CARAVAN residents seeking year round site occupancy have been warned of the challenges they are likely to face in achieving their goal.
Many of Skegness’s Beacon Park Holiday Village residents recently formed a committee to campaign against current regulations forcing them off site for seven weeks a year, which they claim is unjust.
The committee invited councillors Sid Dennis and Mark Smith to help guide them in their aspiration at a meeting last Wednesday.
Speaking after the meeting, Coun Dennis expressed his willingness to continue imparting guidance and advice, but felt the caravan residents had a number of significant hurdles to overcome.
He said: “Their big problem is going to be getting the site owners to come on board, which I don’t see happening, then they’ve got the flood risk issues, national planning policies and the fact that the caravans are not designed for living in all-year-round.”
Coun Smith also felt that flood risks identified by the Environment Agency, which inform its policy not to support applications for extended site opening times along the east coast, would be the group’s most pressing challenge.
Group secretary Kath Rowson has also recognised the magnitude of these obstacles, however she cannot understand why certain coastal caravan parks were permitted year-round residency, while others were not.
Having researched 12 month licensed sites across the UK, she claims to have found several which the Environment Agency’s own website identified as being at a higher flood risk than Skegness, leaving her perplexed as to what has coloured the agency’s judgement differently in these cases.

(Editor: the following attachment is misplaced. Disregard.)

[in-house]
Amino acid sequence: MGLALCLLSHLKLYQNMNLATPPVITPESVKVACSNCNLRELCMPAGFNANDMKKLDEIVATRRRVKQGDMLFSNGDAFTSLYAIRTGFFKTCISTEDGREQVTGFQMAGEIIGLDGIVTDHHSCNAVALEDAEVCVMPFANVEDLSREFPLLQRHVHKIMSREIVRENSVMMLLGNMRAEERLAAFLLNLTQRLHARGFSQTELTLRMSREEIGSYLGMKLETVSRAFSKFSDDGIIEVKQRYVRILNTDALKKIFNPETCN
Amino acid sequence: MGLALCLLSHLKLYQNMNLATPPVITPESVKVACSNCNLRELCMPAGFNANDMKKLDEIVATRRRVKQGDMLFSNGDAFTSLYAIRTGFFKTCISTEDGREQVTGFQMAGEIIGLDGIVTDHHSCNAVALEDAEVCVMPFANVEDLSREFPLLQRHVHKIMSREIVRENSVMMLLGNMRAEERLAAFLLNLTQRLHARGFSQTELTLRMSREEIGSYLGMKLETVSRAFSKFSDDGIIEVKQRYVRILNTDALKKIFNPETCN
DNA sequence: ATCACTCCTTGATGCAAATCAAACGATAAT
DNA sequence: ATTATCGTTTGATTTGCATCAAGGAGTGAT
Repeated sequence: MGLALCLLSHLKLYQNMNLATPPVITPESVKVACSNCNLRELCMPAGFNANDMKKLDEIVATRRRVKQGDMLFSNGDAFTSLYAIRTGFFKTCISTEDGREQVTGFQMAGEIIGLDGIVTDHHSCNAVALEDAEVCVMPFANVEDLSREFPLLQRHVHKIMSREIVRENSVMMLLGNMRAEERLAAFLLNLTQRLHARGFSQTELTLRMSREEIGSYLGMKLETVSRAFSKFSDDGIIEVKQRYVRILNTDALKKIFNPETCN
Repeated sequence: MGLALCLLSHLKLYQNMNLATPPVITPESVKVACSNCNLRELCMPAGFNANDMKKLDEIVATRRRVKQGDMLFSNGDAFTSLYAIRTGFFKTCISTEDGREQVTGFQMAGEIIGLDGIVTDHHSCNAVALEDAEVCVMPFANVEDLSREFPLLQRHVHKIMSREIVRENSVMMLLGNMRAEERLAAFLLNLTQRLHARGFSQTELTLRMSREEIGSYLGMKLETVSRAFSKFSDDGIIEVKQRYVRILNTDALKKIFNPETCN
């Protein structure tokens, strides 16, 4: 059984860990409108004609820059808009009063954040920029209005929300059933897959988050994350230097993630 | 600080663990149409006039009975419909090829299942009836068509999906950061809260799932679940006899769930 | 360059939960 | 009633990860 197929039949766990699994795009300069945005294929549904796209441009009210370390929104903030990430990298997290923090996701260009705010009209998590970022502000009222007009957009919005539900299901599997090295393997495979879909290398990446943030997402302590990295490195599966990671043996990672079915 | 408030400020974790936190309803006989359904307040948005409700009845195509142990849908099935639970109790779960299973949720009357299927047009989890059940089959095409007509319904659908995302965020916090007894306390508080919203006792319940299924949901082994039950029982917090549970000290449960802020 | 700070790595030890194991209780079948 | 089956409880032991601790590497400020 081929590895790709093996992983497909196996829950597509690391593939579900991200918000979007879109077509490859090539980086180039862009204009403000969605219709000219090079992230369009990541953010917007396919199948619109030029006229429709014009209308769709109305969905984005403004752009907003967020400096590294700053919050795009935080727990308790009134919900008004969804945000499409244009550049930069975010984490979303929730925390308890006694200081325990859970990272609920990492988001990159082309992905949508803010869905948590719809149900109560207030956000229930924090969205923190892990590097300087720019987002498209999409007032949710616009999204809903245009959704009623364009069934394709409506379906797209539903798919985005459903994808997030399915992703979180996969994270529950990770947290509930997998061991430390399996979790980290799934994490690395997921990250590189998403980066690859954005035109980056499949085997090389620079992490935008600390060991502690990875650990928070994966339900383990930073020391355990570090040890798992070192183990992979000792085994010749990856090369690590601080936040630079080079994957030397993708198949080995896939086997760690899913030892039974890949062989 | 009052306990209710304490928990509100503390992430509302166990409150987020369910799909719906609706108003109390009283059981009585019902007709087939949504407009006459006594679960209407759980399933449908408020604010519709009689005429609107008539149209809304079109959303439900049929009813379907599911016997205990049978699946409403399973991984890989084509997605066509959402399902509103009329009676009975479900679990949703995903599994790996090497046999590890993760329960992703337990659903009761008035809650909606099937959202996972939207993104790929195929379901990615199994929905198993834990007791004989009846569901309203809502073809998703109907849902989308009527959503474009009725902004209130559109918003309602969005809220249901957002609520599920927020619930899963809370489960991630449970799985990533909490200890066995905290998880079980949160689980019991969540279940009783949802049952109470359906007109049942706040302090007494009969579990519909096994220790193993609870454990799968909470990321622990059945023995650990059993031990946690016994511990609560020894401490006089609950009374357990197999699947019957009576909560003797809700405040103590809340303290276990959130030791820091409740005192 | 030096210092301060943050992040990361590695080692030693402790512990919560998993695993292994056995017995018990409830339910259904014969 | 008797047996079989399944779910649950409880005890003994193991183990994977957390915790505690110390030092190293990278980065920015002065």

Coun Dennis has since sympathised with the caravan residents’ plight in this respect as he is aware that even a number of local sites seem to be admitting guests all-year-round.
But despite recognising the economic benefits to extending Skegness’s visitor season, he has expressed personal reservations about this being achieved through permanent caravan site residency.
“I’m very much of the opinion that caravan sites should be for holidaymakers rather than permanent residents,” he said.
A number of caravan residents at the meeting shared that belief and were concerned that extending the license would increase their rental costs, which they did not want to see happen.